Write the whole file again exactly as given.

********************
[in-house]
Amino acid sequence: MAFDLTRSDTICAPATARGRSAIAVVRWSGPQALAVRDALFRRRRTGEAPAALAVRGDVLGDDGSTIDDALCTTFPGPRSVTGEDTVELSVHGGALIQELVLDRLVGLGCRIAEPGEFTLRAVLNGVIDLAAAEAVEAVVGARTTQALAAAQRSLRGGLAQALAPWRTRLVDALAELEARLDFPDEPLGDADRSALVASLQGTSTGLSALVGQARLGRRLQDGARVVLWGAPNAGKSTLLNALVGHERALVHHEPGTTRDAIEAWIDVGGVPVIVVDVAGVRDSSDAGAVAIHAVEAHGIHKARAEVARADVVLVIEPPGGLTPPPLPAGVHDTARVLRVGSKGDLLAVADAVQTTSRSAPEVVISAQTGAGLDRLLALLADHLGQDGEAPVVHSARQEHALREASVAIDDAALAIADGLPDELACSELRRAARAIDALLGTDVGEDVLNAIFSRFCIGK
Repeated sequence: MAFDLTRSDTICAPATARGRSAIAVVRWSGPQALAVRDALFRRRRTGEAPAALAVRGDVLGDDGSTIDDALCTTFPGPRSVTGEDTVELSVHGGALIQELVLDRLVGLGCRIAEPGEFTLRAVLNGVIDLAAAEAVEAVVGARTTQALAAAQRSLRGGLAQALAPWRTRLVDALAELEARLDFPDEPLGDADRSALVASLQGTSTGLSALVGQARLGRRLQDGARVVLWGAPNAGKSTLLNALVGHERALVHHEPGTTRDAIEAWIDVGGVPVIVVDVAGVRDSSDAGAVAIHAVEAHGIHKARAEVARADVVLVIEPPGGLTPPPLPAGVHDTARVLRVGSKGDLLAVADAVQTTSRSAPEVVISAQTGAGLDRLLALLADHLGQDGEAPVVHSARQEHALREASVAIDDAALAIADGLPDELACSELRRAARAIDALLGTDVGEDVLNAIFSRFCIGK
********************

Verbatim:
[in-house]
Amino acid sequence: MAFDLTRSDTICAPATARGRSAIAVVRWSGPQALAVRDALFRRRRTGEAPAALAVRGDVLGDDGSTIDDALCTTFPGPRSVTGEDTVELSVHGGALIQELVLDRLVGLGCRIAEPGEFTLRAVLNGVIDLAAAEAVEAVVGARTTQALAAAQRSLRGGLAQALAPWRTRLVDALAELEARLDFPDEPLGDADRSALVASLQGTSTGLSALVGQARLGRRLQDGARVVLWGAPNAGKSTLLNALVGHERALVHHEPGTTRDAIEAWIDVGGVPVIVVDVAGVRDSSDAGAVAIHAVEAHGIHKARAEVARADVVLVIEPPGGLTPPPLPAGVHDTARVLRVGSKGDLLAVADAVQTTSRSAPEVVISAQTGAGLDRLLALLADHLGQDGEAPVVHSARQEHALREASVAIDDAALAIADGLPDELACSELRRAARAIDALLGTDVGEDVLNAIFSRFCIGK
Repeated sequence: MAFDLTRSDTICAPATARGRSAIAVVRWSGPQALAVRDALFRRRRTGEAPAALAVRGDVLGDDGSTIDDALCTTFPGPRSVTGEDTVELSVHGGALIQELVLDRLVGLGCRIAEPGEFTLRAVLNGVIDLAAAEAVEAVVGARTTQALAAAQRSLRGGLAQALAPWRTRLVDALAELEARLDFPDEPLGDADRSALVASLQGTSTGLSALVGQARLGRRLQDGARVVLWGAPNAGKSTLLNALVGHERALVHHEPGTTRDAIEAWIDVGGVPVIVVDVAGVRDSSDAGAVAIHAVEAHGIHKARAEVARADVVLVIEPPGGLTPPPLPAGVHDTARVLRVGSKGDLLAVADAVQTTSRSAPEVVISAQTGAGLDRLLALLADHLGQDGEAPVVHSARQEHALREASVAIDDAALAIADGLPDELACSELRRAARAIDALLGTDVGEDVLNAIFSRFCIGK